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I mounted a tv (60") on my living room wall too high. The heavy-duty mounting bracket uses large screws that required that I drill a 7/32" hole into the studs and used a socket wrench to tighten them in. (Total of 4 screws, two in each stud placed vertically maybe about 8" apart from one another)

I'd like to remount the bracket about 4" or 5" lower than what it is right now on the SAME STUDS. Is this a problem? I am worried that if I do this again (re-drilling/bolting into the studs) it isn't going to be as durable since I've already done this higher on the same studs.

I don't know that this matters, but this is a two story house and this is on the first floor. Thanks,

  • 8
    I'm guessing that by "first floor" you mean the ground-level floor? (That's what it means in the US, but in a lot of the rest of the world "first floor" means "first floor above ground level"...) – psmears Jul 25 '18 at 20:49
  • Are you absolutely positively sure that the placement is right this time around? – Criggie Jul 26 '18 at 11:44
  • Specify approx. TVs weight please. – Kromster says support Monica Jul 26 '18 at 13:16
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Absolutely no problem.

The screws (actually called "lag bolts") bite into the wood immediately around them, and the wood fibers around that hold the bolt in place.

Yes the holes you made already weaken the fibers immediately around them but the amount is insignificant. And, for a flat screen TV like you're describing, the weight you'll be putting on each bolt is hardly enough for the bolt to notice.

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    I might worry if the TV was being lowered by only an inch because the holes would be so close together. But in this case (4-5 inches), I agree that it won't be a problem. – mrog Jul 25 '18 at 16:42
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    I would worry at 1/2" in which case if I'd drill out the holes to 5/16 and epoxy in 5/16" dowels. – Harper - Reinstate Monica Jul 25 '18 at 18:07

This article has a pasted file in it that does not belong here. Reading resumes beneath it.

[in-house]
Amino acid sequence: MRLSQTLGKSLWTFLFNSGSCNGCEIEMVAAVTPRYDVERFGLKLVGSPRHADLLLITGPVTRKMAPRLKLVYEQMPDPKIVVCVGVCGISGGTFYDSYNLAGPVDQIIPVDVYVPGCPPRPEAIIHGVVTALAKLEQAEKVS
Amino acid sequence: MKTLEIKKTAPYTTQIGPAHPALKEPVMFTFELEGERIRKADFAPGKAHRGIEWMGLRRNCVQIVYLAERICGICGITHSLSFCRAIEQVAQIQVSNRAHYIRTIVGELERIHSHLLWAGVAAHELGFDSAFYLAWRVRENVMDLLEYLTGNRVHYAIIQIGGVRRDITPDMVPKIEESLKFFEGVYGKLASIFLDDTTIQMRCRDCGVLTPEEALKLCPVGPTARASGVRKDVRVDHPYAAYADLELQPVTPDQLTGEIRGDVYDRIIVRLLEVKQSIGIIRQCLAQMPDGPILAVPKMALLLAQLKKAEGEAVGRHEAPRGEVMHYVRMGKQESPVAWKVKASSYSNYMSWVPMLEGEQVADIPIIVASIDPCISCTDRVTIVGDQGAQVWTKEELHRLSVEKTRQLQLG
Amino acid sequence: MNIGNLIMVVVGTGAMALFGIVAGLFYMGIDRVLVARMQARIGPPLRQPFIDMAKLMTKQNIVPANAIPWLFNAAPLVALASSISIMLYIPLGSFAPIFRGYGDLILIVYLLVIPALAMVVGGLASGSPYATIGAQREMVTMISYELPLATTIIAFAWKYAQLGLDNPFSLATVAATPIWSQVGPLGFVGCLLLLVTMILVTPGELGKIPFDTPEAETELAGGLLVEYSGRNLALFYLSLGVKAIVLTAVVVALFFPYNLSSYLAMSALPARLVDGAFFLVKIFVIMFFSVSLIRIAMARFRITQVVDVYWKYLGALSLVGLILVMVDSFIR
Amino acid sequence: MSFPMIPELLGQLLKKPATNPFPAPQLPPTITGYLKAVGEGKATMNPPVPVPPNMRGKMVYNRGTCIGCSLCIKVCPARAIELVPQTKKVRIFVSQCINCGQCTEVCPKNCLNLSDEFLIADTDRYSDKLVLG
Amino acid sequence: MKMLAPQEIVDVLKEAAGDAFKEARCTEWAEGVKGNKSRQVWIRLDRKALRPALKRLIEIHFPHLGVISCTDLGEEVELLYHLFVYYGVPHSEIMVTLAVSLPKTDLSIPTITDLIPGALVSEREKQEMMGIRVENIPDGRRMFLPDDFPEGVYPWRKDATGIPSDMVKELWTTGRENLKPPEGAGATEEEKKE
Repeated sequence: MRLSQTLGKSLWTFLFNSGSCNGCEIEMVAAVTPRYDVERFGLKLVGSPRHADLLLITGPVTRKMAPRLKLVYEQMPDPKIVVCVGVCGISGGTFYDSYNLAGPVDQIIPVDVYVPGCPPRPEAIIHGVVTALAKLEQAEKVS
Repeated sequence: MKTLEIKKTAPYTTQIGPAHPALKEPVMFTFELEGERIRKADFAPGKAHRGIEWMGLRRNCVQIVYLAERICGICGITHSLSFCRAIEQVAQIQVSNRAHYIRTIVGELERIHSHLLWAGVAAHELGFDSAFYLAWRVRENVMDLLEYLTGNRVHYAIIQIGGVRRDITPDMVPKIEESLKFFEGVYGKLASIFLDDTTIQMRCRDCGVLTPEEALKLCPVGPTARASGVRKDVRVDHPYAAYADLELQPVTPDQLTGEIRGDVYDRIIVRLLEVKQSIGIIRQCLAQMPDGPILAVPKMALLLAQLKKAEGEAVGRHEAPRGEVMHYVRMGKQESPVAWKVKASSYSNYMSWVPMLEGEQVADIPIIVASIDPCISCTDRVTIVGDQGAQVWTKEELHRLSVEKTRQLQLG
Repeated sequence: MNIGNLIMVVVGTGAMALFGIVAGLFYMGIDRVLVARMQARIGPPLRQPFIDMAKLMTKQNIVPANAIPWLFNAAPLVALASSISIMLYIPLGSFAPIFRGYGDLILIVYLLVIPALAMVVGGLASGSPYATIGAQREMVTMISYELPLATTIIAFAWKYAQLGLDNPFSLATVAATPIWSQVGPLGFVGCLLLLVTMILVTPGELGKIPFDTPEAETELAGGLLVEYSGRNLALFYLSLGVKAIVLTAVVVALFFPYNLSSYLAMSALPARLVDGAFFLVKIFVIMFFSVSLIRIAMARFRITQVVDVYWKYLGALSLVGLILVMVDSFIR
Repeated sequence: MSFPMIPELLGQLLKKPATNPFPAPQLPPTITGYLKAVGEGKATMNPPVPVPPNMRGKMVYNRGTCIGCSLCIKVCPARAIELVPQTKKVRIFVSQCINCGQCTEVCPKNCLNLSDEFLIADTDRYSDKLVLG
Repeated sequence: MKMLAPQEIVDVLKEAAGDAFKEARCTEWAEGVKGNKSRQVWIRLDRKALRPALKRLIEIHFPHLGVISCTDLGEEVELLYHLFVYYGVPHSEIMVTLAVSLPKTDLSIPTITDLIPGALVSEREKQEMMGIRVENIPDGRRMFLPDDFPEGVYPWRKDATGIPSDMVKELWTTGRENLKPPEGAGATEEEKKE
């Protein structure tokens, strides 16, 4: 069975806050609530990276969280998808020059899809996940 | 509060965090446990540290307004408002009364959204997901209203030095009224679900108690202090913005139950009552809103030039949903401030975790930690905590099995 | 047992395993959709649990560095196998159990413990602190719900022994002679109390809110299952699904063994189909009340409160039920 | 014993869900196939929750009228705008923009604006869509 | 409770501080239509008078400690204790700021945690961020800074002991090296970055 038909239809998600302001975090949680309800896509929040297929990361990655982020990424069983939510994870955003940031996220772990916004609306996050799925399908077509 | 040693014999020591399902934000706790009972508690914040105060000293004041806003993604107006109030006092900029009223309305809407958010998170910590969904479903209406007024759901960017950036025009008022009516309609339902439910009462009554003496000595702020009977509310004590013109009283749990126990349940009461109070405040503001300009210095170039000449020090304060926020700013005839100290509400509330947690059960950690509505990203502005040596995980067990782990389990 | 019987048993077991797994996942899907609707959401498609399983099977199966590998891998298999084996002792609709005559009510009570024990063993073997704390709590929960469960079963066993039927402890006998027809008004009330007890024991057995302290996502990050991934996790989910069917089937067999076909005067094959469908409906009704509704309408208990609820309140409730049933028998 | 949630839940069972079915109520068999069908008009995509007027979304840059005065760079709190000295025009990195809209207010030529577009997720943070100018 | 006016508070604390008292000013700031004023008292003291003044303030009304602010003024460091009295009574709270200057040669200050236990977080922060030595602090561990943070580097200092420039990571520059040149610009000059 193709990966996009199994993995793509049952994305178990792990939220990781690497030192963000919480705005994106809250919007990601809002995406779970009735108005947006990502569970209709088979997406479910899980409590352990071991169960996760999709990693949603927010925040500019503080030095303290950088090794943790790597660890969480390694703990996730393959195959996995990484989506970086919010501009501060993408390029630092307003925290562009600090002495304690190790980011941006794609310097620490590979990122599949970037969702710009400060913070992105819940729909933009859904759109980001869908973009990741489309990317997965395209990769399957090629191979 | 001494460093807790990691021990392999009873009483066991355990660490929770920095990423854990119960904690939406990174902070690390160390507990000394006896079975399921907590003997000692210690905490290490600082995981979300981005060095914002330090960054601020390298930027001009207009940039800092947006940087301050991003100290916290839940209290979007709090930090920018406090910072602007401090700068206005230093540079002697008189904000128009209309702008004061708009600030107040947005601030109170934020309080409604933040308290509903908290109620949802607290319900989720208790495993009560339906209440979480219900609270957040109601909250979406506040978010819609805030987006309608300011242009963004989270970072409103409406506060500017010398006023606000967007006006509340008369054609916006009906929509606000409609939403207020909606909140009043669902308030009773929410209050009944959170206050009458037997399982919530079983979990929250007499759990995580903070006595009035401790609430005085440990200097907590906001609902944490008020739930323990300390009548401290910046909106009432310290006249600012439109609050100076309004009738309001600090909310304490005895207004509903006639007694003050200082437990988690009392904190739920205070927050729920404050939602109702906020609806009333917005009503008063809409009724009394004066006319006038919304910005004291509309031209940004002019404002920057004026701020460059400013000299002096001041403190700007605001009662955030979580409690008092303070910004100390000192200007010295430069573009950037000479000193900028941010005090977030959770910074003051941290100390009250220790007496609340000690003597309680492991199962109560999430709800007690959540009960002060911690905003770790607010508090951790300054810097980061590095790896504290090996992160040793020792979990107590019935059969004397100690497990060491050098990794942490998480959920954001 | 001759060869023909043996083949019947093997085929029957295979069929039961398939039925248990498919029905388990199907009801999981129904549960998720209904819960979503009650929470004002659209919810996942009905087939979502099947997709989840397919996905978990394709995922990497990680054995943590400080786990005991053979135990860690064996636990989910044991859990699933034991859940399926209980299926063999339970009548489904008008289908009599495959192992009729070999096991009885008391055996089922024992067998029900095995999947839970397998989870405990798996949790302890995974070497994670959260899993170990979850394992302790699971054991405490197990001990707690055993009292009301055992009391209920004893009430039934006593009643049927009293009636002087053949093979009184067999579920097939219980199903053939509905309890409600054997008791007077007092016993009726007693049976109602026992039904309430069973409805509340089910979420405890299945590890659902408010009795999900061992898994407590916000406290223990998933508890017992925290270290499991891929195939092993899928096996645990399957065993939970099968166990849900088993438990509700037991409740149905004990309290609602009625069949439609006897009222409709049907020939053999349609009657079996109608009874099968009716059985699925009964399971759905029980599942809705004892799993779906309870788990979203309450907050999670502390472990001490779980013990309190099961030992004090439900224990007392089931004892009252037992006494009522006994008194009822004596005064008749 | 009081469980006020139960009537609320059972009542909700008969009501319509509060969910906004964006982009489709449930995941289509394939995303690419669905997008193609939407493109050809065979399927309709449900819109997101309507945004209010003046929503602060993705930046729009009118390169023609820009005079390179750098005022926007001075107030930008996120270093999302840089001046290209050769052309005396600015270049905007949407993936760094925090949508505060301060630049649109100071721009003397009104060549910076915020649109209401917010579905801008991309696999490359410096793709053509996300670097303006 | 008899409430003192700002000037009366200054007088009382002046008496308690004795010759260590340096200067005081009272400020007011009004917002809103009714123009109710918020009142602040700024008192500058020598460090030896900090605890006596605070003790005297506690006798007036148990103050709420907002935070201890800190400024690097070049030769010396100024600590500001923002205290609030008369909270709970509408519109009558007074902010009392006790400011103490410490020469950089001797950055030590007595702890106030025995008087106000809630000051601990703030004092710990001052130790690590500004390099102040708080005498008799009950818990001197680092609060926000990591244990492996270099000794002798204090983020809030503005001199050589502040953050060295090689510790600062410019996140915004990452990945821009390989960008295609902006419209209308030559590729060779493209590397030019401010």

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    The screw holes you made are about 1/4", so 3" away you're talking 12x the width distance from the weakened area. – The Evil Greebo Jul 25 '18 at 18:50
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    Most manufacturers and retailers call them "lag screws". Bolts are typically something that engages a threaded receiver or nut. – isherwood Jul 25 '18 at 21:25
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    @user128216 True, a "machine screw" is actually a bolt. I don't like that convention but for the small ones (#8-32 etc.) everyone calls them "machine screw". – Harper - Reinstate Monica Jul 26 '18 at 1:34
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According to this source, which unfortunately does not cite its own sources, the following considerations are needed when drilling into studs:

  • Holes in bearing wall studs (exterior and interior walls that bear the weight of the roof and/or other stories above) may not exceed 40 percent of the width of the stud.
  • Notches in bearing wall studs may not exceed 25 percent of the stud’s width.
  • Holes in non-bearing walls can’t exceed 60 percent of their width.
  • Notches in non-bearing walls can’t exceed 40 percent of their width.
  • The edge of a hole must be at least 5/8 in. from the edge of a stud.

The most relevant consideration here are bullet point #2 and #4, related to notches. A notch is when you cut the entire cross section of the stud out, to a given depth - that is, if you were to cut the stud's entire width out, 25% deep into the stud, you'd still be fine. Drilling a 1/4th inch hole doesn't even come close to removing that much material, although it may end up being deeper into the stud.

I'd say that you're in good shape to drill additional holes close to the existing holes, to the point where you really don't need to be concerned about it at all.

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You'll be OK. In fact, it's a very common structural technique to bore holes in beams etc. You save weight and lose remarkably little strength.

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